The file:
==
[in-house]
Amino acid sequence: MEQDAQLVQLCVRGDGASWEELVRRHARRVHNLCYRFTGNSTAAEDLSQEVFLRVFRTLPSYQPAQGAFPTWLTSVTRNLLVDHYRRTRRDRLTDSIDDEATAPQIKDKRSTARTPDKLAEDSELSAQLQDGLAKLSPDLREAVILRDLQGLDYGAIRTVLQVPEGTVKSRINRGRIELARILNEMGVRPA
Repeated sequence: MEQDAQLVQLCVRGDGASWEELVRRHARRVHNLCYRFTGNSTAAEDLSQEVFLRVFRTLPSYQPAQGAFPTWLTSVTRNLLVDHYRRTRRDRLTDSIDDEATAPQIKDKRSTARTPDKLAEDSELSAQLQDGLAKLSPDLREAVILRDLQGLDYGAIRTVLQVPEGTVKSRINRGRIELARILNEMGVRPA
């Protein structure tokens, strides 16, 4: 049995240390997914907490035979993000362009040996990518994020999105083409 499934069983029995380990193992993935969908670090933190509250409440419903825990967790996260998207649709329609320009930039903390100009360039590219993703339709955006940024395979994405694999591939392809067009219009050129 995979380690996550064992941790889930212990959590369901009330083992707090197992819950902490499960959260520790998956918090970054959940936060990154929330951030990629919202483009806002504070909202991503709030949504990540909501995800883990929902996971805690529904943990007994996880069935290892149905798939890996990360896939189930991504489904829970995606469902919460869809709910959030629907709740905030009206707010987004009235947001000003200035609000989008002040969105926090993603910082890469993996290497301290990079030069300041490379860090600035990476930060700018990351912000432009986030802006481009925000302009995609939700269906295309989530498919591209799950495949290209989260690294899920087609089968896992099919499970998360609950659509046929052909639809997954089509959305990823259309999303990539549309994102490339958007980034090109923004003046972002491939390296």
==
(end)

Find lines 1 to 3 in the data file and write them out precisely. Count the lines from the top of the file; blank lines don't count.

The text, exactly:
[in-house]
Amino acid sequence: MEQDAQLVQLCVRGDGASWEELVRRHARRVHNLCYRFTGNSTAAEDLSQEVFLRVFRTLPSYQPAQGAFPTWLTSVTRNLLVDHYRRTRRDRLTDSIDDEATAPQIKDKRSTARTPDKLAEDSELSAQLQDGLAKLSPDLREAVILRDLQGLDYGAIRTVLQVPEGTVKSRINRGRIELARILNEMGVRPA
Repeated sequence: MEQDAQLVQLCVRGDGASWEELVRRHARRVHNLCYRFTGNSTAAEDLSQEVFLRVFRTLPSYQPAQGAFPTWLTSVTRNLLVDHYRRTRRDRLTDSIDDEATAPQIKDKRSTARTPDKLAEDSELSAQLQDGLAKLSPDLREAVILRDLQGLDYGAIRTVLQVPEGTVKSRINRGRIELARILNEMGVRPA